A Brief Summary
After a hackathon a few months back, we were joking about creating an easy way to take the data we’d painstakingly parsed from PDFs, word documents, and XML files, and “translate” it back into a format that government agencies are used to. Many of us have been shell-shocked in dealing with PDFs from government agencies, which are often scanned documents, off kilter and photocopied many times over. Fundamentally, they’re very difficult to pry information out of. For the OpenGov Foundation’s April Fools’ prank, we created Govify.org, a tool to convert plain text into truly ugly PDFs.
A quick, [one-line ImageMagick command](https://gist.github.com/krues8dr/9437567), was the first version. We quickly produced a few sample documents, and decided that it would be fantastic if users could upload their own files and convert them. Very quickly it became clear that the process might take a couple of seconds, and a decent amount of CPU – so to deal with any sort of load, we’d need a modular, decentralized process, rather than a single webpage to do everything.
— Ben Balter (@BenBalter) April 1, 2014
As Ben Balter points out, there are a lot of moving pieces to this relatively-simple setup. Govify.org is actually a combination of PHP, Compass + SASS, Capistrano, Apache and Varnish, Rackspace Cloud services and their graet API tools, Python and Supervisord, and ImageMagick with a bash script wrapper. Why in the world would you use such a hodgepodge of tools across so many languages? Or, as most people are asking these days, “why not just build the whole thing with Node.js?”
The short answer is, the top concern was time. We put the whole project together in a weekend, using very small pushes to build standalone, modular systems. We reused components wherever possible and tried to wholly avoid known pitfalls via the shortest route around them. A step by step breakdown of those challenges follow.
We started with just a one-line ImageMagick command, which:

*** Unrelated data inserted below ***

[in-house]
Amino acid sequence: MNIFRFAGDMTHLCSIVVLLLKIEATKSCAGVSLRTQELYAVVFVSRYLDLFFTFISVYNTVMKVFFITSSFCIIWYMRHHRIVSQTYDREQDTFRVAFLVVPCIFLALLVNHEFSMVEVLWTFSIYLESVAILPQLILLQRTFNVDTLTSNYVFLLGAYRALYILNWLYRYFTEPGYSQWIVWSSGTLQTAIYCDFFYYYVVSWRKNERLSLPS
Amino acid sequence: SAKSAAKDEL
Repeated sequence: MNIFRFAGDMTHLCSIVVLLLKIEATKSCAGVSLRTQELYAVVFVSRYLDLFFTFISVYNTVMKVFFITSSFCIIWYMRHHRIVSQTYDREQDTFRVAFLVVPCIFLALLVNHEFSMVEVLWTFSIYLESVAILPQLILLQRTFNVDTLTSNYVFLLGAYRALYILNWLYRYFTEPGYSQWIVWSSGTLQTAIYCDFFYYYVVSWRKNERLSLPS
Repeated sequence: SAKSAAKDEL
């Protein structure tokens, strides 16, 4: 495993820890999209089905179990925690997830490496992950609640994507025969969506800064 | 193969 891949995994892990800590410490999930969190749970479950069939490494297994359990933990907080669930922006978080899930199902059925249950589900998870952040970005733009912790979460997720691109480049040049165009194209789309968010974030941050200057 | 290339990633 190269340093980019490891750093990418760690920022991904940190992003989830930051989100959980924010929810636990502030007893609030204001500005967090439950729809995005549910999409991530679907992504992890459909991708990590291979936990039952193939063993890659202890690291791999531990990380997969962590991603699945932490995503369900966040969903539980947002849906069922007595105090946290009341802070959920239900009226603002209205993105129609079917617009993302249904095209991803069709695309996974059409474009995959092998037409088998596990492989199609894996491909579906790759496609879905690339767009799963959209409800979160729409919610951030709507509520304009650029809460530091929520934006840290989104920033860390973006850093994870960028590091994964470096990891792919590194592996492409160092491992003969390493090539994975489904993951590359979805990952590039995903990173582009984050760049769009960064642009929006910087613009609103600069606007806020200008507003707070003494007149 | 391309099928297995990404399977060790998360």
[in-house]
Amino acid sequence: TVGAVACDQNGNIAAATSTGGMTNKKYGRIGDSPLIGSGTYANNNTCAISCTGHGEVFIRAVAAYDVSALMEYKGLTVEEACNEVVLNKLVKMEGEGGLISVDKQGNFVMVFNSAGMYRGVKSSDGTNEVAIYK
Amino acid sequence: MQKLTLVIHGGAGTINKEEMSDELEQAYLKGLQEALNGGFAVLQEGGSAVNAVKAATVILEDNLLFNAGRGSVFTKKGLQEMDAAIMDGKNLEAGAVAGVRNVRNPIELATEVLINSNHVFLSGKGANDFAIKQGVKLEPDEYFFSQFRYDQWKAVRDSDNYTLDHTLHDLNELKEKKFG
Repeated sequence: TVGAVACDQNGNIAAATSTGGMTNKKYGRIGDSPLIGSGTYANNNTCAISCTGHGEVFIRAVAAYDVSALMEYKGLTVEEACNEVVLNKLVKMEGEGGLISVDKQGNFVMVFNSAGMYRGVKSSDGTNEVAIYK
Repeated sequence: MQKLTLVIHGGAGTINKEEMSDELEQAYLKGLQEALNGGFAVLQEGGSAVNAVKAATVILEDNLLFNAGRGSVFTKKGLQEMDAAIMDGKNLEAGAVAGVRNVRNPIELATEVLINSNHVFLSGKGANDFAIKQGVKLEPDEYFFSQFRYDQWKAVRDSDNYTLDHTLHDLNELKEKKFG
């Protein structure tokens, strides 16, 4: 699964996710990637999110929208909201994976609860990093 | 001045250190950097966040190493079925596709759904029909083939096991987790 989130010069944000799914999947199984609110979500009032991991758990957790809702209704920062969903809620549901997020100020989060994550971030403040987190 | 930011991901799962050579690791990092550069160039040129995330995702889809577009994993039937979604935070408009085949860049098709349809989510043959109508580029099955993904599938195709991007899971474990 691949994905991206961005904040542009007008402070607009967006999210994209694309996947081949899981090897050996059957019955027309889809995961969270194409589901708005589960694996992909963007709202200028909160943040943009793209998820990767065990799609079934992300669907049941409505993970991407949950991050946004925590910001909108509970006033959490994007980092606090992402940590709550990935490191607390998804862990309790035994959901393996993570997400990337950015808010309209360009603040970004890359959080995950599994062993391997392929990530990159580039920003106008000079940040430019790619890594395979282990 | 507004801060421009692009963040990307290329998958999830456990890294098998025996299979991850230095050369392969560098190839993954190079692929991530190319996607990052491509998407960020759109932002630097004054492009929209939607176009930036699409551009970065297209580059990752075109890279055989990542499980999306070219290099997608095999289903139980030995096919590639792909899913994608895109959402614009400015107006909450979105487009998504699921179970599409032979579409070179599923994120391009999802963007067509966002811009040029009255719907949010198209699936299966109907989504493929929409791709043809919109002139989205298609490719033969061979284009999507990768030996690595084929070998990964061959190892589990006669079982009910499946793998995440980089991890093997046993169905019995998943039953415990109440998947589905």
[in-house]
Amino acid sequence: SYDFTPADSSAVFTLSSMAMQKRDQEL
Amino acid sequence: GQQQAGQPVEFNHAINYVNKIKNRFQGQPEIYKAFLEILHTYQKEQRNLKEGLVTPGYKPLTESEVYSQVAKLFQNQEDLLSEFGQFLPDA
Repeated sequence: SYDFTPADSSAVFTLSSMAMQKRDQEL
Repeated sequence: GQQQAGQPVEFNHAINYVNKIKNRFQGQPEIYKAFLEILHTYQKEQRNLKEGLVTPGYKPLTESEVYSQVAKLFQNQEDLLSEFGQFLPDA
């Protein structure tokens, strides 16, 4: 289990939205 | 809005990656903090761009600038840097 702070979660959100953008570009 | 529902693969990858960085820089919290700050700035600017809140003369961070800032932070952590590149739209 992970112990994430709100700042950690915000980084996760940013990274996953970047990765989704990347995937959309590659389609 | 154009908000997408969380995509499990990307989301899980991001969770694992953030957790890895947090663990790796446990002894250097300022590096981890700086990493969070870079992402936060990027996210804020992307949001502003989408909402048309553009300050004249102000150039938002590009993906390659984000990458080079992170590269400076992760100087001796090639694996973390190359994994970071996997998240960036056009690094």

Takes text as an input
Fills the text into separate images
Adds noise to the images
Rotates the images randomly
And finally outputs all of the pages as a PDF.
Using that to create a few sample documents, we began putting together a rough website to show them off. Like everyone else who needs to build a website in zero time, we threw Bootstrap onto a really basic template (generated with HTML5 Boilerplate. We use a few SASS libraries – Compass, SASS Bootstrap, and Keanu – to get some nice helpers, and copied in our standard brand styles that we use everywhere else. A few minutes in photoshop and some filler text later, and we had a full website.
We needed a nice way to deploy the site as we make changes, and our preferred tool is Capistrano. There are other tools available, like Fabric for Python or Rocketeer for PHP, but Capistrano excels in being easy to use, easy to modify, and mostly standalone. It’s also been around for a very long time and the one that we’ve been using the longest.
We’re using Rackspace for most of our hosting, so we stood up box with Varnish in front of Apache and stuck the files on there. Website shipped!
Once that was done, we made the decision to allow users to upload their own files. At OpenGov, we’re primarily a PHP shop, so we decided to use PHP. OK, OK – stop groaning already. PHP is not the most elegant language in the world, and never will be. It has lots of horns and warts, and people like to trash it as a result. That being said, there are a few things it’s great at.
First and foremost, it’s incredibly easy to optimize. Tools like APC and HipHop VM which allow you to take existing PHP scripts and make them run *very* well. The variety and diversity of optimization tools for PHP make it a very attractive language for dealing with high-performance apps, generally.